Whilst the views are spectacular, there are a few logistical issues – the mountains tend to get in the way of mobile phone signals, and they are also pretty expensive to run fibre optic cable over or around – hence the fact that much of my area has patchy 2G signal at best (all of those TV reports showing how much faster you can download a movie on 4G than 3G were slightly irritating to watch – do they even remember 2G?) and many communities have current download speeds of around 0.2Mbps – that’s essentially “dial up” speed for those of you who have moved on to bigger and better things.

However, we love where we live, and many people are prepared to get stuck in and build the infrastructure required to be part of the digital world.  Some of the communities I work with have accepted that it will never be commercially viable for one of the big internet service providers to connect them to broadband of any speed, so they are doing it themselves. The communities of Knoydart, the Small Isles, and Applecross are now all receiving broadband as a result of their community drive, determination and hard graft.  Take a look at the HUBS and Tegola project website to get an in depth view of what has been involved in them setting up and maintaining their own broadband service – or if you are short of time, just watch the video below for a taste of what is possible - be inspired!

Monday, 7 January 2013

What's your New Year's resolution?

It’s an exciting time of year for digital inclusion projects, as lots of people will have received their first laptop, smart phone, iPad or similar for Christmas and will now be looking for advice and inspiration to get online and make the most of their new gadget.  Judging by the increased activity flowing into my Twitter account, people, who have been online for a bit longer, have made New Year’s resolutions to Tweet more, or start blogging, or join an online weight loss/fitness community.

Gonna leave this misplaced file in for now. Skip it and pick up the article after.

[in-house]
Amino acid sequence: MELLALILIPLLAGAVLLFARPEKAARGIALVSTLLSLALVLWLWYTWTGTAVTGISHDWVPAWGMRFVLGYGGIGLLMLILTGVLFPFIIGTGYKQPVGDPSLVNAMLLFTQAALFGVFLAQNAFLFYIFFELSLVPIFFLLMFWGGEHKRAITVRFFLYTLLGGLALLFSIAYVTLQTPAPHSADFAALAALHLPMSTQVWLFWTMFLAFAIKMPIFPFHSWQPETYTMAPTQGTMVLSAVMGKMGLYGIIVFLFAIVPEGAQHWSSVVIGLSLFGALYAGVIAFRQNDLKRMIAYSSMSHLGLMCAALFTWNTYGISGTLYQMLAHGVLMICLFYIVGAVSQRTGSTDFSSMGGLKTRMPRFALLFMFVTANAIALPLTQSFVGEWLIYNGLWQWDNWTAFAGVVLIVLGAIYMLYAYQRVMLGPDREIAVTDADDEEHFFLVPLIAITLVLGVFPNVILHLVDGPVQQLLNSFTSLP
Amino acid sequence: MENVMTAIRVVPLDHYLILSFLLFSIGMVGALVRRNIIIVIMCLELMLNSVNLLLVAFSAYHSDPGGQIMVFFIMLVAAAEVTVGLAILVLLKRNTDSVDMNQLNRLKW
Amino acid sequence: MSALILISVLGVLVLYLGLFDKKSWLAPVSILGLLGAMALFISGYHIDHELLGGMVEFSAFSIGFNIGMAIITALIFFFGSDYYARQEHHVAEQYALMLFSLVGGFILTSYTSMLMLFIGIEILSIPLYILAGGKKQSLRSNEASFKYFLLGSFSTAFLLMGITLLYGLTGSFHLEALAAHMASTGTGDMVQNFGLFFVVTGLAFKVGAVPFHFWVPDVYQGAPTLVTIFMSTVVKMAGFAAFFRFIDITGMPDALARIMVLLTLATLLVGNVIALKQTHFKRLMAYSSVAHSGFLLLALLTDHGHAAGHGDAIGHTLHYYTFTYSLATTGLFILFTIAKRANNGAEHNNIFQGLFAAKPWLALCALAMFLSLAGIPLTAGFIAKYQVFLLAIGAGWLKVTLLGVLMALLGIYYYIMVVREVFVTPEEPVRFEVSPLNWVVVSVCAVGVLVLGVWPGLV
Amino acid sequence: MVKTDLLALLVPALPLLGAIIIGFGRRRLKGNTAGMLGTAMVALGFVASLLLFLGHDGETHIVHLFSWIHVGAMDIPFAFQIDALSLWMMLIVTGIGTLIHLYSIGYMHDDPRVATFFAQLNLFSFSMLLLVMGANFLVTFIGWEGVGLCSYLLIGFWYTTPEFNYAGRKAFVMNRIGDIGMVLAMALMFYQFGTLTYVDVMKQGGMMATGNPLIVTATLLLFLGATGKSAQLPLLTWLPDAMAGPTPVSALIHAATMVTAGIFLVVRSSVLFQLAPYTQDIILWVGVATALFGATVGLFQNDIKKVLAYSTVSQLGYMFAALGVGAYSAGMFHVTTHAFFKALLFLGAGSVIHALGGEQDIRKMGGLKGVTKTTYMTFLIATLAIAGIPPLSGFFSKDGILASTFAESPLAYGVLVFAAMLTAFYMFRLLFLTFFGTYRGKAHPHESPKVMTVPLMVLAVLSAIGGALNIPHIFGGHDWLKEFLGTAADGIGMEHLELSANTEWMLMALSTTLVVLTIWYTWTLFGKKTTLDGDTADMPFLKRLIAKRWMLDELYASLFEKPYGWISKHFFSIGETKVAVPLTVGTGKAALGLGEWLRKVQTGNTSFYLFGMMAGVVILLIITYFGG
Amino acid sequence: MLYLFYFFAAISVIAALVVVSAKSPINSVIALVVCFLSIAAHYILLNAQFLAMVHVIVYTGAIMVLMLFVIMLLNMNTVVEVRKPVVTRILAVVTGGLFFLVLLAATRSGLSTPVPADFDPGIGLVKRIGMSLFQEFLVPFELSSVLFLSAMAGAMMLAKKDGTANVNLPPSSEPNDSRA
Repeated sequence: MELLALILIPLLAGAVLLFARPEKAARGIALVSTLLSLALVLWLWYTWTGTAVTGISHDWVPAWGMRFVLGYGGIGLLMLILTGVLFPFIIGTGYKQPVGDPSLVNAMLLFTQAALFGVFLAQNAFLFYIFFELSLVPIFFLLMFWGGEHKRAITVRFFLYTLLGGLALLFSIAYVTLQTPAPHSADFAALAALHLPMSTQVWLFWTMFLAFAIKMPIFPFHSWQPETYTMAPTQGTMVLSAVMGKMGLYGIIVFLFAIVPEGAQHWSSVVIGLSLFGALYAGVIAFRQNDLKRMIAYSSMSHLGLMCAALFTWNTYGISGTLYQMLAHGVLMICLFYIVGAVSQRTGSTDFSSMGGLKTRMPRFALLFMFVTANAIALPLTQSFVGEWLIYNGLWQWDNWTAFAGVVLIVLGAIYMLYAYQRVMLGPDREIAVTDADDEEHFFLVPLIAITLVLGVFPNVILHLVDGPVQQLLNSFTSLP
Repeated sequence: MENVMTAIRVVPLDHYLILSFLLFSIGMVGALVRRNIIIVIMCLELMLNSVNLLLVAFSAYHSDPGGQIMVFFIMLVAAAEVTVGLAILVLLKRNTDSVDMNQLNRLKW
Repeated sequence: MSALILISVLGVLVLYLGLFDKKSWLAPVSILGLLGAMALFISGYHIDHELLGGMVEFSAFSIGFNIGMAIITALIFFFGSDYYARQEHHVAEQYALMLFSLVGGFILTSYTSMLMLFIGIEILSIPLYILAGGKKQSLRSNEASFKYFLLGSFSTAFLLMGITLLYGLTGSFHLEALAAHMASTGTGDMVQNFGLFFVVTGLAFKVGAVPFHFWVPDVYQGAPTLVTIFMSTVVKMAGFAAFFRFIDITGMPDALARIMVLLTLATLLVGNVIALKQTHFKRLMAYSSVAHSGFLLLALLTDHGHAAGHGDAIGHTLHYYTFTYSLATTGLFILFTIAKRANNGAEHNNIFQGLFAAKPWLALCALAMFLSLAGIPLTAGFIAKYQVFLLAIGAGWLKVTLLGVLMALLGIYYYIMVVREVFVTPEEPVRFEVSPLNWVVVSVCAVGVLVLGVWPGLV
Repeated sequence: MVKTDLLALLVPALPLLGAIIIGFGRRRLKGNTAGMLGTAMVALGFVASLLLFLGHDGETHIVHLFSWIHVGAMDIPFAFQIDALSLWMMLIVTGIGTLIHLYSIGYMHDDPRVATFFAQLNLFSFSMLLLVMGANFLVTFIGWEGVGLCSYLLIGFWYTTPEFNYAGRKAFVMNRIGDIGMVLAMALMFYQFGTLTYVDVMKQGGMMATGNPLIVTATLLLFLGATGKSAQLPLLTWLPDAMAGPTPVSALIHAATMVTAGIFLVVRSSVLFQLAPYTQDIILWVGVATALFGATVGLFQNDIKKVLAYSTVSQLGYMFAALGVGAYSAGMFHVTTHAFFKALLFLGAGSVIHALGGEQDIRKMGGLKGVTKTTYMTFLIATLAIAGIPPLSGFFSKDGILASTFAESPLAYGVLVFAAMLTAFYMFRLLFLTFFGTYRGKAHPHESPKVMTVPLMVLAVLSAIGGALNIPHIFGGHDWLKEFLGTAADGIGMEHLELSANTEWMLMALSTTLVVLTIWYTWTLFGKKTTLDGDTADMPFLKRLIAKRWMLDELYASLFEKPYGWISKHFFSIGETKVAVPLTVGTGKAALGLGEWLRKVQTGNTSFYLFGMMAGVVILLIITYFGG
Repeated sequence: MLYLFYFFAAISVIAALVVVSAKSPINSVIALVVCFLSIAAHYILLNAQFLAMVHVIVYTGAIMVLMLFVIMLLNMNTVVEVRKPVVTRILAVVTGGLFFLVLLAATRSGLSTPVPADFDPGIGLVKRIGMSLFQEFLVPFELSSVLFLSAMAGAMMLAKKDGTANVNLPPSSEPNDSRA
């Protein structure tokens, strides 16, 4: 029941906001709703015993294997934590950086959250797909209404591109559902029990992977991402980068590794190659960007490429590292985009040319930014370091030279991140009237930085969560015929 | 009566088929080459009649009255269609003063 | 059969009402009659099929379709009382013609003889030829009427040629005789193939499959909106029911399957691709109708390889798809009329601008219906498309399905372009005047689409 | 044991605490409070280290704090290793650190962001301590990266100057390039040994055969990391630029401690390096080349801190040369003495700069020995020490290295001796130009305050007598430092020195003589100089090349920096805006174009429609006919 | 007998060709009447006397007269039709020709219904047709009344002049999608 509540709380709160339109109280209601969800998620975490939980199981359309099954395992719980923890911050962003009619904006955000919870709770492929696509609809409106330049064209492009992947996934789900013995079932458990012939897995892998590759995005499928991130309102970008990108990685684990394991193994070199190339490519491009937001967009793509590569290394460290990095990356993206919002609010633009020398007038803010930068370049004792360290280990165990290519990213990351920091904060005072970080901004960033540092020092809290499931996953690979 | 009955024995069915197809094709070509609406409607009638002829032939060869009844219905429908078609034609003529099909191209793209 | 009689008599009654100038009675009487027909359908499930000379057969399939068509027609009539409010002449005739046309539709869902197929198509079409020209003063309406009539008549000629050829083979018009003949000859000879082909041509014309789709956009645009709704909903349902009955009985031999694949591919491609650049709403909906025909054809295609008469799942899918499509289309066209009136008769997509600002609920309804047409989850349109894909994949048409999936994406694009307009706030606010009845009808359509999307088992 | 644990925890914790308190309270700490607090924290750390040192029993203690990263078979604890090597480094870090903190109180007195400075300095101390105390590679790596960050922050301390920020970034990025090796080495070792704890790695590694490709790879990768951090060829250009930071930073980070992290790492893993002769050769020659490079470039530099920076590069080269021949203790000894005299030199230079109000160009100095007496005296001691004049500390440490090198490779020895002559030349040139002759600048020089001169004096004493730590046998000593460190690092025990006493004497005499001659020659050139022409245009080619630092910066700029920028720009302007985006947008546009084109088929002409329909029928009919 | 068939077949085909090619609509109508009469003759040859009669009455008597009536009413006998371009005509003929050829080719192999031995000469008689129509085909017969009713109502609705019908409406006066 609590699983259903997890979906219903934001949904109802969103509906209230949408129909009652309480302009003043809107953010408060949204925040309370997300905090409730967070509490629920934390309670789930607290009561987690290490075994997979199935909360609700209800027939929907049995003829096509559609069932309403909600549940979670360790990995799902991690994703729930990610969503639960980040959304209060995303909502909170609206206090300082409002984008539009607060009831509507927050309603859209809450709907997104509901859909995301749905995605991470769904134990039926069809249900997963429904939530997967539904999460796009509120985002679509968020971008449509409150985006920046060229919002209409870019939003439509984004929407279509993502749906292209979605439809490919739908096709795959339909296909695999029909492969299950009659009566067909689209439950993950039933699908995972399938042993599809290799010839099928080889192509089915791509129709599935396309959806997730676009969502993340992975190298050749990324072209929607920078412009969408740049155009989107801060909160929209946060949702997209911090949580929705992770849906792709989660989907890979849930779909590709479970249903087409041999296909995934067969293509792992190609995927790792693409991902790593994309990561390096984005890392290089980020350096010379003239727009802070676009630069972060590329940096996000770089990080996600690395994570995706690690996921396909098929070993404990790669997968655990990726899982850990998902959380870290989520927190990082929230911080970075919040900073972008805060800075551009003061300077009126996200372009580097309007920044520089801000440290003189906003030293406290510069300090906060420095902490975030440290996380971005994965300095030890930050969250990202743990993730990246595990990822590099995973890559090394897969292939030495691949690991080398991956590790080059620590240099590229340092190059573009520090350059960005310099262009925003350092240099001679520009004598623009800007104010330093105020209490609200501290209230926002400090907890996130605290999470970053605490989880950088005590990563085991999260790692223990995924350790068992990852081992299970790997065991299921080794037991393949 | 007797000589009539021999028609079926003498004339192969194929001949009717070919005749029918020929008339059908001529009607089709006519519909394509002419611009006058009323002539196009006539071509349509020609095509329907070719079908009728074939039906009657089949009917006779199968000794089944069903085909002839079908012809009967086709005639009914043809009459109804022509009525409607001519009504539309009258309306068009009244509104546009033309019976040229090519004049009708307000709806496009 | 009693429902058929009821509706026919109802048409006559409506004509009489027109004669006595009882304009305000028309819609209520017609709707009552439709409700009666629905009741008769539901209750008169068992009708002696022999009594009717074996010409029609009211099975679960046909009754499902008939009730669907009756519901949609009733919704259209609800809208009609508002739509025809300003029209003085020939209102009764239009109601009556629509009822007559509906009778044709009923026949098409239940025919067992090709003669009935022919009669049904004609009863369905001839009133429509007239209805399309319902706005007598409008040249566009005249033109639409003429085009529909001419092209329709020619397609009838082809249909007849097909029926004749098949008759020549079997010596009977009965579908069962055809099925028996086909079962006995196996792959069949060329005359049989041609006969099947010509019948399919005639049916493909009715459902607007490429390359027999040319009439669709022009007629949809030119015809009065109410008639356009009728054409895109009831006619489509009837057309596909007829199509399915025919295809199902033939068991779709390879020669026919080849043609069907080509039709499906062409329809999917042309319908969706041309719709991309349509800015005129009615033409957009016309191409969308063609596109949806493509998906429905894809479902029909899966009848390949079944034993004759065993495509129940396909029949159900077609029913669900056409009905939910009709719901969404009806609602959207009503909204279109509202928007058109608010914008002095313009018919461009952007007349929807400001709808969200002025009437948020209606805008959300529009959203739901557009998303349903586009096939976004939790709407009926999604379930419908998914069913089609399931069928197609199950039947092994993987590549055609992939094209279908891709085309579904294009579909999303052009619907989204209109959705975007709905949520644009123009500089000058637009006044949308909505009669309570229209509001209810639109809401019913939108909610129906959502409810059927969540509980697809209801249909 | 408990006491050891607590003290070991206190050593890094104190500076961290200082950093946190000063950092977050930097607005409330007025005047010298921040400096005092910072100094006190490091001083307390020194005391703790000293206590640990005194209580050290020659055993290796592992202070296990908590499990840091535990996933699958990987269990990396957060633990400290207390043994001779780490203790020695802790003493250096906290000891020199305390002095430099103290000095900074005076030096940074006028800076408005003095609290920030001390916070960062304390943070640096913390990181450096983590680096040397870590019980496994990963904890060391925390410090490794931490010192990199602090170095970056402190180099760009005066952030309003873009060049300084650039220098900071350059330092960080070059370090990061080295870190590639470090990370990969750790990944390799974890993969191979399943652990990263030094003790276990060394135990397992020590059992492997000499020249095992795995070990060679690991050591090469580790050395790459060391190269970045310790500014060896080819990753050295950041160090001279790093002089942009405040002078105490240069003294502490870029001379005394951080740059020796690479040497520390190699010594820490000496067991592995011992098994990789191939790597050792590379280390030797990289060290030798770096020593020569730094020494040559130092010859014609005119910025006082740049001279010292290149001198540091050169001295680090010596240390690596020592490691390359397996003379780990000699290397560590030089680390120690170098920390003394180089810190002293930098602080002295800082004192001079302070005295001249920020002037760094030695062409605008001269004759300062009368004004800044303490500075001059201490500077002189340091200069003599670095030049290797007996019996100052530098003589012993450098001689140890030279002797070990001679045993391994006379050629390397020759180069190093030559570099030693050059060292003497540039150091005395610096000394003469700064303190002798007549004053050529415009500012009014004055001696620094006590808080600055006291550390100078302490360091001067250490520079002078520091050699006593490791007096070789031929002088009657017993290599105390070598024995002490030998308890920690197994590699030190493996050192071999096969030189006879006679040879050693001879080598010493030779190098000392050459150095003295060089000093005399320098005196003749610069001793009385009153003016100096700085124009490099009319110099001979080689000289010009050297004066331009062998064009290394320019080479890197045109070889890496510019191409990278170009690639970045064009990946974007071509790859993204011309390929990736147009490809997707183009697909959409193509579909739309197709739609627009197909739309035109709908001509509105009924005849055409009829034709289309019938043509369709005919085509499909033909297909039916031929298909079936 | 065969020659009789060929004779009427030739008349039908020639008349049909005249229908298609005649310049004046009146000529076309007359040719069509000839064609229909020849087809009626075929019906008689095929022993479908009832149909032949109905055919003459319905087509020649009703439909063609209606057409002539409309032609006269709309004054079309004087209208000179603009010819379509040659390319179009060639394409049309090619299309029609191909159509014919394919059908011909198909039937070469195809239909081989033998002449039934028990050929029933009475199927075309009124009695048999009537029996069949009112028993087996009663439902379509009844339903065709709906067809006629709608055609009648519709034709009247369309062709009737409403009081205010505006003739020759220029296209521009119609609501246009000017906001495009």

I was especially excited to hear that one of my learners, who came along to several drop-in sessions on the Isle of Skye last year, has now got a brand new desktop PC in her sitting room.   Just a few months ago, she was what I refer to as a “never ever” – she had never touched a computer, and didn’t think she ever would.  What makes it even more special is that she has macular degeneration which affects her central vision, and is registered blind.  It was a challenge for both of us to get her started as her vision is quite limited.  Usually it is the person teaching that needs to have patience, but in this case I have to give the credit to her for being patient with me while I constantly messed around with the “accessibility” settings to find the best option for her visual impairment.   (How anyone who actually needs to use the accessibility settings on a device manages to navigate through the options is a mystery to me as they are a minefield of technical choices which are even trickier to reverse!)

Once we had the big screen at the correct resolution and contrast, we were off and running and she had a whole list of things she wanted to search for.  She was quick to develop her mouse skills, and we used a keyboard with high contrast stickers on the keys that made a huge difference – she now has them on her home computer (available from the RNIB if you know someone who might find them useful).  She has great support from her family who are delighted that she is developing new interests.  They are helping her to use Skype to speak to family further away, and she is building a digital library of audio books.

It has been a real motivation to start off the New Year with news of the positive impact that introducing someone to technology can have – I’m not an expert in assisting blind people to get online, but I had a go, and we worked together to find the right solutions.  If you haven’t made a New Year’s resolution yet, then make your resolution to help someone get online – it’s a lot more fun, and far more rewarding, than giving up chocolate!